Union Street, the eight-block retail stretch in San Francisco’s Cow Hollow-Marina neighborhood, is undergoing a restaurant boom with six eateries slated to open in the next six months.
Behind the surge: moves by local merchants to revive the area by removing a zoning law restricting new restaurants. At the same time, landlords in the historically high-price neighborhood began lowering commercial rents after a number of longstanding business had to close.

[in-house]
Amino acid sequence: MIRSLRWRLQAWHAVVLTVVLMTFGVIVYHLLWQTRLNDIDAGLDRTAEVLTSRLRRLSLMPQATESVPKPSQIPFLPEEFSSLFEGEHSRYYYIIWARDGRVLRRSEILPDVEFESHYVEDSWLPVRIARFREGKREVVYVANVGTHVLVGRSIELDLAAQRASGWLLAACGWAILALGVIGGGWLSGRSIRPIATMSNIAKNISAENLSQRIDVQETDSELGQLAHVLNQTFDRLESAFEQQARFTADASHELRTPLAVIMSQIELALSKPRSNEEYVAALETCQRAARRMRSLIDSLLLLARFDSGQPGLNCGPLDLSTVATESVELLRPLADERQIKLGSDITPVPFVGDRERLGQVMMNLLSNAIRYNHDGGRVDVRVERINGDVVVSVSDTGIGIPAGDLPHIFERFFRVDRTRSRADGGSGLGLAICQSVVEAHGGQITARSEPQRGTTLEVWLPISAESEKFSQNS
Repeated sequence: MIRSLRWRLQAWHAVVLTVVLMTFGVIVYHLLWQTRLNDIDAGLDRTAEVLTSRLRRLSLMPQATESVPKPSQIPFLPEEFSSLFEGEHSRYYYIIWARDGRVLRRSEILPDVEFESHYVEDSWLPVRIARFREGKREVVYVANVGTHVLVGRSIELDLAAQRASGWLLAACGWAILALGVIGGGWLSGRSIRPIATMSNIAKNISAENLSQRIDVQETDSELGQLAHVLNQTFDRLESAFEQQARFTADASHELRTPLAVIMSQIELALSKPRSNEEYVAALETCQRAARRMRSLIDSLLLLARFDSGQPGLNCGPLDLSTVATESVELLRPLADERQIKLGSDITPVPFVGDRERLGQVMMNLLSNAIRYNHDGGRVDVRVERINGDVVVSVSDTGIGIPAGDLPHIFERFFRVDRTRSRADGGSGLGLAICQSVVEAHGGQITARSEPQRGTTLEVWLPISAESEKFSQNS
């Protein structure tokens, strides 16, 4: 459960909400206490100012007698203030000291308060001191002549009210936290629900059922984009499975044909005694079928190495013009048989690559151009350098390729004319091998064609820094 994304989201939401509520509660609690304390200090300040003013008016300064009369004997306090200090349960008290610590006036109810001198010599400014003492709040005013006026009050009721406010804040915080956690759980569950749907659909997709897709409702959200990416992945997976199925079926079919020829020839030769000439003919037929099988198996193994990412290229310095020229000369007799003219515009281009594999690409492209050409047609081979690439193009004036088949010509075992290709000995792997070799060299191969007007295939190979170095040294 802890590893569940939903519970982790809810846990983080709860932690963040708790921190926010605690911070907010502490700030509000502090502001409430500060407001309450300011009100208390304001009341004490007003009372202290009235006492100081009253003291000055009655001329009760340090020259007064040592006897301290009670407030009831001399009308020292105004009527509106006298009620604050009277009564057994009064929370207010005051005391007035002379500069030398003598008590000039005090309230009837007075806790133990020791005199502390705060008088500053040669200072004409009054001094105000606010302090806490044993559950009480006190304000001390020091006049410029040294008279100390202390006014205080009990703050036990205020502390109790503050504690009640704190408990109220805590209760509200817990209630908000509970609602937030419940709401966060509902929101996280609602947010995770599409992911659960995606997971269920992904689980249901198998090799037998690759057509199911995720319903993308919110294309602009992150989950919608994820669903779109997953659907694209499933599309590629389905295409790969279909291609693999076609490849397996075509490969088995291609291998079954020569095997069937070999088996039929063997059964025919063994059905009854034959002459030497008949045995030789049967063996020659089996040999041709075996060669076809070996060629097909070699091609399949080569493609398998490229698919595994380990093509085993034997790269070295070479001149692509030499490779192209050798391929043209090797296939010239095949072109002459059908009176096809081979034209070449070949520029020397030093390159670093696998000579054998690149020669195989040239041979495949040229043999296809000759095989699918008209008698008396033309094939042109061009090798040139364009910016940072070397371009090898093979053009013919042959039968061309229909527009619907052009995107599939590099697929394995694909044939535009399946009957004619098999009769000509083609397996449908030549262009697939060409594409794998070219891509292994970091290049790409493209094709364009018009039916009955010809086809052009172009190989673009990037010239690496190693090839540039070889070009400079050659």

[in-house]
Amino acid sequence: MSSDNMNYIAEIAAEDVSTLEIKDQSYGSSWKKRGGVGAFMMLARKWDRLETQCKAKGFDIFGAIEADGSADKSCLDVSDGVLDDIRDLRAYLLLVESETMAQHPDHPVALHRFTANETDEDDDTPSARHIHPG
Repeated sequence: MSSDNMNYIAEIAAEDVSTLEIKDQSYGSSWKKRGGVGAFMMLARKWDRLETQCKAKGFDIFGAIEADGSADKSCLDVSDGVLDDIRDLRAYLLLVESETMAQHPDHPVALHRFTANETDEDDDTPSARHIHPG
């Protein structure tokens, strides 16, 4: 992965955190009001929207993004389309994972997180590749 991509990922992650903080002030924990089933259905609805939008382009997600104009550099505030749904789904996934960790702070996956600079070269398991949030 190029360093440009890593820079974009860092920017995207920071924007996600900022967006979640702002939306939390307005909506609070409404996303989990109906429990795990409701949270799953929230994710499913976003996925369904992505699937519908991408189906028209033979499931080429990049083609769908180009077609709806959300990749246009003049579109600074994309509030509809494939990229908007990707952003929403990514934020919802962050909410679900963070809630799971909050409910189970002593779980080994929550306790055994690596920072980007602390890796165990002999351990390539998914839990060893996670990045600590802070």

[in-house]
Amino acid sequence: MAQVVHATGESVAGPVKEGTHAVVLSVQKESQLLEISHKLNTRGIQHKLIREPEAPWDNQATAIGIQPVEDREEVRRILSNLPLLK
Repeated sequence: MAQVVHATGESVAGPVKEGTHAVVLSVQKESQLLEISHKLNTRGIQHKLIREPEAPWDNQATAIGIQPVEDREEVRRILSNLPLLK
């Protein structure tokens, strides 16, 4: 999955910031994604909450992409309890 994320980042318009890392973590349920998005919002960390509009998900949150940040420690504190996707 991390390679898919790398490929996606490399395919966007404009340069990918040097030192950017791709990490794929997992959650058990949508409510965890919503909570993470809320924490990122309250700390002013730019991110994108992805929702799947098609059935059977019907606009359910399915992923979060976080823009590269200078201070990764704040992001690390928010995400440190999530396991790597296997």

“Like every other neighborhood in San Francisco, all of us have been feeling it,” says Lesley Leonhardt, executive director of the Union Street Association, which represents about 100 merchants, of the economic downturn. So “[we] felt like it was the right thing to do” to remove the restaurant moratorium and seek lower rents, she says.